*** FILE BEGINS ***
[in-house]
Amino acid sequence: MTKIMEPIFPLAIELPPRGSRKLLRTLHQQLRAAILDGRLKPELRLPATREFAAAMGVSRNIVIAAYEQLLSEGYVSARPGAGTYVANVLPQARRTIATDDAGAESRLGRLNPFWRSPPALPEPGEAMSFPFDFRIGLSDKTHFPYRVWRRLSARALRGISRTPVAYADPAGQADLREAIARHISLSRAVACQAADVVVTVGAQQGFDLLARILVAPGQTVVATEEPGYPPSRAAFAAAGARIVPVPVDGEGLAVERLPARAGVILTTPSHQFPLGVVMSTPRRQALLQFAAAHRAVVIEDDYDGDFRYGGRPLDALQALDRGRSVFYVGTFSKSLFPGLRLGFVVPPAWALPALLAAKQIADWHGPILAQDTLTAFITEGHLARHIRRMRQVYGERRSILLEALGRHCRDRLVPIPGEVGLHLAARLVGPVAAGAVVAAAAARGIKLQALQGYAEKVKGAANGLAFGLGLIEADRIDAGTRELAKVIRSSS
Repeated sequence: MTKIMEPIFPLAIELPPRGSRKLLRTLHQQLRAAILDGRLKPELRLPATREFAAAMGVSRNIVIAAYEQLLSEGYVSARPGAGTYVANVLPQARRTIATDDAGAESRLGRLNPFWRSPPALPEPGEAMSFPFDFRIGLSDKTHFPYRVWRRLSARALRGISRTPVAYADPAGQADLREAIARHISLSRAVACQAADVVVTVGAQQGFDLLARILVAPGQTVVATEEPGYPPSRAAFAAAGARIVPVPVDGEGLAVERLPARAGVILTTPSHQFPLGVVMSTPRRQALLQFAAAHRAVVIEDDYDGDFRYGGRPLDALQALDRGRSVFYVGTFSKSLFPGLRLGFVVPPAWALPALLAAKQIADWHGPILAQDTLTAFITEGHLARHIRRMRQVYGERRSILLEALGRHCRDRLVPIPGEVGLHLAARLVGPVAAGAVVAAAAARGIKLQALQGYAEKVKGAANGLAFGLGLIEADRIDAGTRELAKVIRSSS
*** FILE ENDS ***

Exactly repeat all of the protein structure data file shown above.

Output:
[in-house]
Amino acid sequence: MTKIMEPIFPLAIELPPRGSRKLLRTLHQQLRAAILDGRLKPELRLPATREFAAAMGVSRNIVIAAYEQLLSEGYVSARPGAGTYVANVLPQARRTIATDDAGAESRLGRLNPFWRSPPALPEPGEAMSFPFDFRIGLSDKTHFPYRVWRRLSARALRGISRTPVAYADPAGQADLREAIARHISLSRAVACQAADVVVTVGAQQGFDLLARILVAPGQTVVATEEPGYPPSRAAFAAAGARIVPVPVDGEGLAVERLPARAGVILTTPSHQFPLGVVMSTPRRQALLQFAAAHRAVVIEDDYDGDFRYGGRPLDALQALDRGRSVFYVGTFSKSLFPGLRLGFVVPPAWALPALLAAKQIADWHGPILAQDTLTAFITEGHLARHIRRMRQVYGERRSILLEALGRHCRDRLVPIPGEVGLHLAARLVGPVAAGAVVAAAAARGIKLQALQGYAEKVKGAANGLAFGLGLIEADRIDAGTRELAKVIRSSS
Repeated sequence: MTKIMEPIFPLAIELPPRGSRKLLRTLHQQLRAAILDGRLKPELRLPATREFAAAMGVSRNIVIAAYEQLLSEGYVSARPGAGTYVANVLPQARRTIATDDAGAESRLGRLNPFWRSPPALPEPGEAMSFPFDFRIGLSDKTHFPYRVWRRLSARALRGISRTPVAYADPAGQADLREAIARHISLSRAVACQAADVVVTVGAQQGFDLLARILVAPGQTVVATEEPGYPPSRAAFAAAGARIVPVPVDGEGLAVERLPARAGVILTTPSHQFPLGVVMSTPRRQALLQFAAAHRAVVIEDDYDGDFRYGGRPLDALQALDRGRSVFYVGTFSKSLFPGLRLGFVVPPAWALPALLAAKQIADWHGPILAQDTLTAFITEGHLARHIRRMRQVYGERRSILLEALGRHCRDRLVPIPGEVGLHLAARLVGPVAAGAVVAAAAARGIKLQALQGYAEKVKGAANGLAFGLGLIEADRIDAGTRELAKVIRSSS